Tax burden on employment in Spain continues to rise, now stands at 40.2%, 5.4 points above OECD average

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The tax burden in Spain has increased across the board, both on companies and on citizens, in contrast to a very small increase in the tax burden in most advanced economies.

Specifically, the tax burden on average wages (including social security contributions and personal income tax) will rise to 40.2% of gross labour costs in 2023, six tenths more than the previous year, according to figures published yesterday by the Organisation for Economic Co-operation and Development (OECD). This makes Spain the fifth developed country that has increased its tax burden on workers’ salaries the most and widens its gap with the average.

The tax wedge, or tax burden on labour costs, rises to 40.2% for the average Spanish salary in the case of a single person without children, according to the figures contained in the report Taxing wages 2024, published yesterday by the OECD.

This tax wedge measures the difference between the gross labour cost that a company pays to hire a worker and the money that the worker ends up receiving net, after deducting the social contributions paid by the company, those paid by employees and personal income tax. This figure has increased by six tenths of a percentage point in the last year, due to the increase in social contributions and the non deflation of the IPPF, which is the fifth largest increase among developed countries, behind only Australia (which adds 2.2 points to its tax gap), Luxembourg (1.4 points), New Zealand (1) and Latvia (0.7).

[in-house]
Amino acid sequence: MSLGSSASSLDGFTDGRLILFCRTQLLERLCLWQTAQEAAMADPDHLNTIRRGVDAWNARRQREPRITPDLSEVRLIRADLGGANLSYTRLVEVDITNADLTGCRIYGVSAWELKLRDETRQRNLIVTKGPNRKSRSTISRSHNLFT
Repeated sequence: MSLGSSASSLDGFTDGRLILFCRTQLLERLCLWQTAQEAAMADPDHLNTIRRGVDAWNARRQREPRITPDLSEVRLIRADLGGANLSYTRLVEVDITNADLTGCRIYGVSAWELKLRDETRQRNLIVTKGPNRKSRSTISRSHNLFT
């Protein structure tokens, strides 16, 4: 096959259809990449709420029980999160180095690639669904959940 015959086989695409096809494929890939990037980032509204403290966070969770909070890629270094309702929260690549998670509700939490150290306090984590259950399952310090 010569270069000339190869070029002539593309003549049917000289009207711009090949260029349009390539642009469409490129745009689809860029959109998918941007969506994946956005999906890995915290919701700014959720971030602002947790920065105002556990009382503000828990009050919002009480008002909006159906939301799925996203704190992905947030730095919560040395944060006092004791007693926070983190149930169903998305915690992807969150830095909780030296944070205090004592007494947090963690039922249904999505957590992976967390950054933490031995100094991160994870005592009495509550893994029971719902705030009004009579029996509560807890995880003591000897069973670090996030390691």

This increase consolidates Spain as one of the countries with the highest tax burden on employment, 5.4 points above the average.

In 2000, Spain had a tax wedge of 38.6% of gross wages, 1.6 points below the current figures, while in the OECD it was 36.2%, a difference of 2.4 points that has more than doubled in recent decades. As a result, Spain has been climbing up the tax burden on employment ranking in recent years, moving from sixteenth position out of the 38 OECD countries in 2021 to fourteenth last year, after overtaking the Czech Republic and Greece.

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The Corner
The Corner has a team of on-the-ground reporters in capital cities ranging from New York to Beijing. Their stories are edited by the teams at the Spanish magazine Consejeros (for members of companies’ boards of directors) and at the stock market news site Consenso Del Mercado (market consensus). They have worked in economics and communication for over 25 years.